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New software aids Norway police
NORWAY — The Norway Police department is receiving help from some new technology.
"We're basically coming out of the dark ages," said Norway Detective Gary Hill of the recent state-wide introduction of the Adult Prisoner and Probation Search Service.
Implemented just last week by the Maine Chiefs of Police Association, the software can connect every officer in Maine to an online database, allowing police to search probation and correction records across the entire state in just a matter of seconds. It includes adult inmates in the state's correctional facilities as well as individuals on probation. According to Hill, the database replaces a cumbersome system that demanded far more time and effort, particularly when it came to tracking those on probation.
Officers will be able to search by key terms such as name, gender, height and weight. By doing so, they will be able to find a picture of the person in question, along with a list of his or her crimes, other names used, and, for probationers, conditions of their supervision.
"Before, if we wanted all of this information, we would have to call every probation officer in the state," said Hill. "We have had the ability to check drivers licenses, protection orders, warrants and criminal history but really had no way to search persons on probation prior."
This was extremely impractical in a society where people are frequently on the move and come to Norway from all over the state Compounding the problem is the fact that some people are not 100 percent honest.
"We did have a recent incident with a person giving us his brother's name and date of birth as a means to avoid charges to a crime he was responsible for committing," explained Hill. "He produced no photographic ID only a name and date of birth. This came to light when the 'brother' received notice from the BMV about the recent charge."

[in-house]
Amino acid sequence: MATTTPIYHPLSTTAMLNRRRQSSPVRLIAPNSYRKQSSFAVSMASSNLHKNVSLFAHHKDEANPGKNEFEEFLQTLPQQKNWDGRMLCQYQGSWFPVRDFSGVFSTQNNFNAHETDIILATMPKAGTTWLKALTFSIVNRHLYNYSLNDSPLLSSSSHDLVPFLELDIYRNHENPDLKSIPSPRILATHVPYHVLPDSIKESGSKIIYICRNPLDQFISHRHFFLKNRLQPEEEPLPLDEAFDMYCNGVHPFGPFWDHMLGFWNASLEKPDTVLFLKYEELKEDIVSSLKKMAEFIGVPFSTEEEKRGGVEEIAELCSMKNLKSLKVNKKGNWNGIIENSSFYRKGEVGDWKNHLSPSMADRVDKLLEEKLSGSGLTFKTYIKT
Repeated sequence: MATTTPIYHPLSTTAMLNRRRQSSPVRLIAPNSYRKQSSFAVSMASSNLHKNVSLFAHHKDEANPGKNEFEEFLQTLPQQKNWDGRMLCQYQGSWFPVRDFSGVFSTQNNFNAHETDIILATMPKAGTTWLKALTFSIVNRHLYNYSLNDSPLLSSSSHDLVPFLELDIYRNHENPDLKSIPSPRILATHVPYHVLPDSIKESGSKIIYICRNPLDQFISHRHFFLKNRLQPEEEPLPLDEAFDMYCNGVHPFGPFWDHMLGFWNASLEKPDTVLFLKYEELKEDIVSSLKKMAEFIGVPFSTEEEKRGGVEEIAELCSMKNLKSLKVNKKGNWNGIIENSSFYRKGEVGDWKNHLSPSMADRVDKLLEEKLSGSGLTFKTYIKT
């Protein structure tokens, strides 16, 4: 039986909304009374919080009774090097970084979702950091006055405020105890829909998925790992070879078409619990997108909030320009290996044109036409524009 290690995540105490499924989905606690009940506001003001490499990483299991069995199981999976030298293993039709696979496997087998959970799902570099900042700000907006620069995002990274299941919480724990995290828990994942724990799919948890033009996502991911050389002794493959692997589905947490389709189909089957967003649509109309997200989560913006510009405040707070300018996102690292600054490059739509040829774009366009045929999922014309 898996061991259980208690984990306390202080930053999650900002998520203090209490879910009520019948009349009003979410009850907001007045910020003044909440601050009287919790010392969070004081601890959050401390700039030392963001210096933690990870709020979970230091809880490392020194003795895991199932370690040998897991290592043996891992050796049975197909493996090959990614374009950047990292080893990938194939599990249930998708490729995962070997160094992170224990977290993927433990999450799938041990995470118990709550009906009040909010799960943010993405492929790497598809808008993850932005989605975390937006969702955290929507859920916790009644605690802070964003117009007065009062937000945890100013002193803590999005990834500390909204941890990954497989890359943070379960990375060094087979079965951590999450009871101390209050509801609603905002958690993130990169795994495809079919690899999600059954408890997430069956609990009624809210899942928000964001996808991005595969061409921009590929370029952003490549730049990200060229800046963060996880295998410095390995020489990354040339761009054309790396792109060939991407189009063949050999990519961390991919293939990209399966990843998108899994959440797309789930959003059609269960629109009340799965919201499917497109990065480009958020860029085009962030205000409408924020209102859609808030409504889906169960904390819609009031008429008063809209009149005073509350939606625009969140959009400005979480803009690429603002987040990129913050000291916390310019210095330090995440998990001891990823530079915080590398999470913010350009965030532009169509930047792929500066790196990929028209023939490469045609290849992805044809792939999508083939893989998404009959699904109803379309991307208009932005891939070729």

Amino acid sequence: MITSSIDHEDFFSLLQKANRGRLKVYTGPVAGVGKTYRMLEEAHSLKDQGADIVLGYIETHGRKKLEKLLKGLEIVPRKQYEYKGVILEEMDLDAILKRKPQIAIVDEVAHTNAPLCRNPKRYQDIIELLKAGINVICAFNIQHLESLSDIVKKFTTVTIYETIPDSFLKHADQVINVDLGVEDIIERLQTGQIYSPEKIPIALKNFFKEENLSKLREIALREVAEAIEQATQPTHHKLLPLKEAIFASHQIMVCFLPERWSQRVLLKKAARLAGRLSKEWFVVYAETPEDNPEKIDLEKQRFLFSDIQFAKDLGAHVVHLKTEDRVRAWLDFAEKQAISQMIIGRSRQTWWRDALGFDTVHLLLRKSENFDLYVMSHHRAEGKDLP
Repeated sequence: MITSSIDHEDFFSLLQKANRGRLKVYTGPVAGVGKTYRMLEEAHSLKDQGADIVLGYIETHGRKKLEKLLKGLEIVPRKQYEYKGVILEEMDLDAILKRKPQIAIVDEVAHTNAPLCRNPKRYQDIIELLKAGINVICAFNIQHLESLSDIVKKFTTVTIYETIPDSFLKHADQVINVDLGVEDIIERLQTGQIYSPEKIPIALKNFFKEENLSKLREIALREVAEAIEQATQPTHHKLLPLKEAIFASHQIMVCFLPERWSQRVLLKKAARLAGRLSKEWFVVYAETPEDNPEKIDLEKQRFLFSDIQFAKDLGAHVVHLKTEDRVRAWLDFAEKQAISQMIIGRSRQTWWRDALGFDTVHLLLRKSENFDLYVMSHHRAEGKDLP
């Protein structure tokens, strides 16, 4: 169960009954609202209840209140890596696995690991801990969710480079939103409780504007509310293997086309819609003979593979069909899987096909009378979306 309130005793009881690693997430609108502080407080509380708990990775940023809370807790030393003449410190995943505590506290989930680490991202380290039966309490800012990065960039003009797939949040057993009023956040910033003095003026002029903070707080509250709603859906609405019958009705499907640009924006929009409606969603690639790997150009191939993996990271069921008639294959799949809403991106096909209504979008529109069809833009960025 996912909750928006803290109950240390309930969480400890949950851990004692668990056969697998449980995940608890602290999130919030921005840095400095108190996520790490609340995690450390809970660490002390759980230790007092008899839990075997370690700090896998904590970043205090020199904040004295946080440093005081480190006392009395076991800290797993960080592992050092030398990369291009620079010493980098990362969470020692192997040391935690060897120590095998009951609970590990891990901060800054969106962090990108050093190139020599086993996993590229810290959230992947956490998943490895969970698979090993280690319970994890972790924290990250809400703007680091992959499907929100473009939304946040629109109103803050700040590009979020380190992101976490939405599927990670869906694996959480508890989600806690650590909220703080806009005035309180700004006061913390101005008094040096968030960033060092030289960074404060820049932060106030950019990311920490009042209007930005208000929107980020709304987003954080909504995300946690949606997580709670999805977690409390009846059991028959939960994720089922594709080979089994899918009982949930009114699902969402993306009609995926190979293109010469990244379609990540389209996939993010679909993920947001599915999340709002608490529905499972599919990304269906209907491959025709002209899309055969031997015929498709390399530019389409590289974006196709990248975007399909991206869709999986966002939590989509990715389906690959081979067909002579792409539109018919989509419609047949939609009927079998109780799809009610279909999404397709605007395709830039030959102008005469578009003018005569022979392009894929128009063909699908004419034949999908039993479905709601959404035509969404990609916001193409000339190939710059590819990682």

The new database allows one officer to look up and find information regarding probation cases from their cruiser. Such accessibility could be very useful to the department as police officers will now be able to access the database via the wireless Internet with which all of the cruisers are equipped.
Norway Chief of Police Robert Federico said, "[Officers] will have this information at their fingertips in their cruisers."
Furthermore, the fact that the information is on-line and accessing it does not depend upon contacting a specific person, underlines another benefit of the new system; whereas probation officers are only on duty at certain times, the database is available 24 hours a day.
"The time of day and day of week we commonly would be looking for this information would complicate and/or delay obtaining this information," explained Hill, noting that access to this information is just as necessary on, "nights, weekends, holidays and state shutdown days when persons with this information were not in their offices."
According to Hill, the new service provides officers with, "technology at our fingertips, information readily accessible and immediate access."
Both Hill and Federico believe Norway will benefit from the new developments in a variety of ways. First, they believe that it will allow the police department to use its manpower and, as a result, taxpayer money far more efficiently.
Though the system is too new to measure its impact, Hill believes common sense dictates that this is the case, as it requires fewer steps to access information, involves less work on the part of officers, and provides a greater service than the system that preceded it.
"An electronic database is far more efficient than a paper system," he noted.
They both agree that the single greatest boon to the department from the increase in the amount of information available to officers is the consequential benefit it offers to public safety.
"This new program will make the citizens safer by having accurate information available so that action could take place quickly, should it be needed," said Hill.
Federico agreed with this sentiment, believing that greater access to information will allow the police to better accomplish the task of keeping the citizens of Norway safe.
"The more information we have, the better we can do our job."